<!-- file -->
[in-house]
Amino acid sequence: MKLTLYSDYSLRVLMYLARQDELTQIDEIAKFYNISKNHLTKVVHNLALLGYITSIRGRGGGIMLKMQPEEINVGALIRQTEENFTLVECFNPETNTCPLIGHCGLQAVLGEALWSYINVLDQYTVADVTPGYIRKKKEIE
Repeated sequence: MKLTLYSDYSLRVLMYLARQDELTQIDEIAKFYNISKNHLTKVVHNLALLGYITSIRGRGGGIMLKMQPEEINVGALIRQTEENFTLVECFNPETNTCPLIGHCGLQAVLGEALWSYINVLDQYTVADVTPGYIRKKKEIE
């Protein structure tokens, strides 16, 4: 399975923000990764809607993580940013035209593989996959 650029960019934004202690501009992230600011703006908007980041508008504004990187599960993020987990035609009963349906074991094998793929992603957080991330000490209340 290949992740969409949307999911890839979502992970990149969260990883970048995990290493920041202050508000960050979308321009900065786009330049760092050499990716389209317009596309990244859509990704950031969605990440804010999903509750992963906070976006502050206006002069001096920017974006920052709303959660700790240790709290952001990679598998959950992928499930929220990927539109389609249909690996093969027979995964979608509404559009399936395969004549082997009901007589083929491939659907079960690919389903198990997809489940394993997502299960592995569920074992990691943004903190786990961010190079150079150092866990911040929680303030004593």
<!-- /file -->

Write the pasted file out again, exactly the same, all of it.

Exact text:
[in-house]
Amino acid sequence: MKLTLYSDYSLRVLMYLARQDELTQIDEIAKFYNISKNHLTKVVHNLALLGYITSIRGRGGGIMLKMQPEEINVGALIRQTEENFTLVECFNPETNTCPLIGHCGLQAVLGEALWSYINVLDQYTVADVTPGYIRKKKEIE
Repeated sequence: MKLTLYSDYSLRVLMYLARQDELTQIDEIAKFYNISKNHLTKVVHNLALLGYITSIRGRGGGIMLKMQPEEINVGALIRQTEENFTLVECFNPETNTCPLIGHCGLQAVLGEALWSYINVLDQYTVADVTPGYIRKKKEIE
């Protein structure tokens, strides 16, 4: 399975923000990764809607993580940013035209593989996959 650029960019934004202690501009992230600011703006908007980041508008504004990187599960993020987990035609009963349906074991094998793929992603957080991330000490209340 290949992740969409949307999911890839979502992970990149969260990883970048995990290493920041202050508000960050979308321009900065786009330049760092050499990716389209317009596309990244859509990704950031969605990440804010999903509750992963906070976006502050206006002069001096920017974006920052709303959660700790240790709290952001990679598998959950992928499930929220990927539109389609249909690996093969027979995964979608509404559009399936395969004549082997009901007589083929491939659907079960690919389903198990997809489940394993997502299960592995569920074992990691943004903190786990961010190079150079150092866990911040929680303030004593």